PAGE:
Lack of Divine Foresight

What do they believe? What do you think? Talk about religion as it exists today.
Mask
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Re: Lack of Divine Foresight

Post by Mask »

A couple of thoughts on the OP that I hope are helpful. Bear with me!

We do not know what the final editing sequence of the OT texts was. This means we cannot track dependence and influence between them. Indeed, it is crucial to pick up on the sense of narrative in the way things were read. Genesis 1 and 2 are written as the start of a project, with a definite climax in mind.

Just as a child can have a family likeness in which the grandchild reminds you of a grandparent, so the grandparent will remind you of the grandchild. Indeed, you might see things in the grandparent which you hadn't noticed before.

What has any of this got to do with the OP???

Genesis 2,3 sees the Jahwist author(s), writing most likely around the time of the Babylonian captivity, answering the question “Why are we in exile from Israel?” with “Because we sinned against God”. Similarly, “Why are we in exile from Eden?” gets answered with “Because we sinned against God”. The accounts are to some extent interdependent and related.

The question of _why_ we are allowed to sin has been notably avoided throughout the Bible. The Bible ends up written as an interdependent narrative- 'this is what happened'; with the NT writers later happily seeing Jesus as the climax to the narrative.
Mask
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Re: Lack of Divine Foresight

Post by Mask »

A couple of thoughts on the OP that I hope are helpful. Bear with me!

We do not know what the final editing sequence of the OT texts was. This means we cannot track dependence and influence between them. Indeed, it is crucial to pick up on the sense of narrative in the way things were read. Genesis 1 and 2 are written as the start of a project, with a definite goal in mind.

Just as a child can have a family likeness in which the grandchild reminds you of a grandparent, so the grandparent will remind you of the grandchild. Indeed, you might see things in the grandparent which you hadn't noticed before.

What has any of this got to do with the OP???

Genesis 2,3, in which the Jahwist author(s) writing most likely around the time of the Babylonian captivity would have been answering the question “Why are we in exile from Israel?” with “Because we sinned against God”. Similarly, “Why are we in exile from Eden?” is answered with “Because we sinned against God”.

The question of why we are allowed to sin has been notably avoided throughout the Bible. It is written as an interdependent narrative- 'this is what happened'; with the NT writers eagerly seeing Jesus as the climax to the narrative.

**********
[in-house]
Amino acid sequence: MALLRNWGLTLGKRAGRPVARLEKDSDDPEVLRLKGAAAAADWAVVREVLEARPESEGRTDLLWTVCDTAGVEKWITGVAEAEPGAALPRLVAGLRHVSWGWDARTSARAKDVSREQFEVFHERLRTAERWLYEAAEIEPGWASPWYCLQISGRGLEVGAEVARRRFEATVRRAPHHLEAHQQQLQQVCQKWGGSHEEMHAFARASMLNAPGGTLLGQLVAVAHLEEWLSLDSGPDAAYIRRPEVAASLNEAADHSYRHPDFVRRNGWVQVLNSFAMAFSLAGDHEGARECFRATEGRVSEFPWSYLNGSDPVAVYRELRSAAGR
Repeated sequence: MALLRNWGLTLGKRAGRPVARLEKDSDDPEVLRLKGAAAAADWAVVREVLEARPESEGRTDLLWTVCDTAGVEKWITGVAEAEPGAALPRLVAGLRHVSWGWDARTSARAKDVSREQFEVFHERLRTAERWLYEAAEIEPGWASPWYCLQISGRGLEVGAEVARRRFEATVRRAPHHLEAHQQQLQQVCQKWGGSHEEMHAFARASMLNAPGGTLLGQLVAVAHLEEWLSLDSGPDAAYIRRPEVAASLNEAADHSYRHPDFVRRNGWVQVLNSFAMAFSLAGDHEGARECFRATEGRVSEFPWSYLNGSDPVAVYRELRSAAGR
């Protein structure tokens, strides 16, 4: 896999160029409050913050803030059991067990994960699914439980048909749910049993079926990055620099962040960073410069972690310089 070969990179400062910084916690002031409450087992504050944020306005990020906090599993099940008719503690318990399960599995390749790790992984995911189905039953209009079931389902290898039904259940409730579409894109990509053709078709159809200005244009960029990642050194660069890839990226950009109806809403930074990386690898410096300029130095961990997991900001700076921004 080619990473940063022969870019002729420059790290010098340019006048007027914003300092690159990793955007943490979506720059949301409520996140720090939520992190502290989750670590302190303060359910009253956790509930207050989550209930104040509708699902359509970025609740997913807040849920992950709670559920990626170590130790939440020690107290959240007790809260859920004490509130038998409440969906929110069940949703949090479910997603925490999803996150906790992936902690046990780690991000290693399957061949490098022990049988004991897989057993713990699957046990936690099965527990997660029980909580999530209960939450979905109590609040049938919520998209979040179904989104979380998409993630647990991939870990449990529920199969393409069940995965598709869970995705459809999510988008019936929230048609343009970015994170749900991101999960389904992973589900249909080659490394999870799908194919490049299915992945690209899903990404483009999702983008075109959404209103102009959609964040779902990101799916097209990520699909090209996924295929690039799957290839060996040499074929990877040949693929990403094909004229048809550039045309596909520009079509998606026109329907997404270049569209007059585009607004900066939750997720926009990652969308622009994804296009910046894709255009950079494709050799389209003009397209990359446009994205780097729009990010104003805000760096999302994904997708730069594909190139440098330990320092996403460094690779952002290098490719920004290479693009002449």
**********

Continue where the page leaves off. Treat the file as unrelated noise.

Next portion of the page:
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Peter Kirby
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Re: Lack of Divine Foresight

Post by Peter Kirby »

Mask wrote: Sun Oct 24, 2021 8:14 am A couple of thoughts on the OP that I hope are helpful. Bear with me!

We do not know what the final editing sequence of the OT texts was. This means we cannot track dependence and influence between them. Indeed, it is crucial to pick up on the sense of narrative in the way things were read. Genesis 1 and 2 are written as the start of a project, with a definite climax in mind.

Just as a child can have a family likeness in which the grandchild reminds you of a grandparent, so the grandparent will remind you of the grandchild. Indeed, you might see things in the grandparent which you hadn't noticed before.

What has any of this got to do with the OP???

Genesis 2,3 sees the Jahwist author(s), writing most likely around the time of the Babylonian captivity, answering the question “Why are we in exile from Israel?” with “Because we sinned against God”. Similarly, “Why are we in exile from Eden?” gets answered with “Because we sinned against God”. The accounts are to some extent interdependent and related.

The question of _why_ we are allowed to sin has been notably avoided throughout the Bible. The Bible ends up written as an interdependent narrative- 'this is what happened'; with the NT writers later happily seeing Jesus as the climax to the narrative.
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Secret Alias
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Re: Lack of Divine Foresight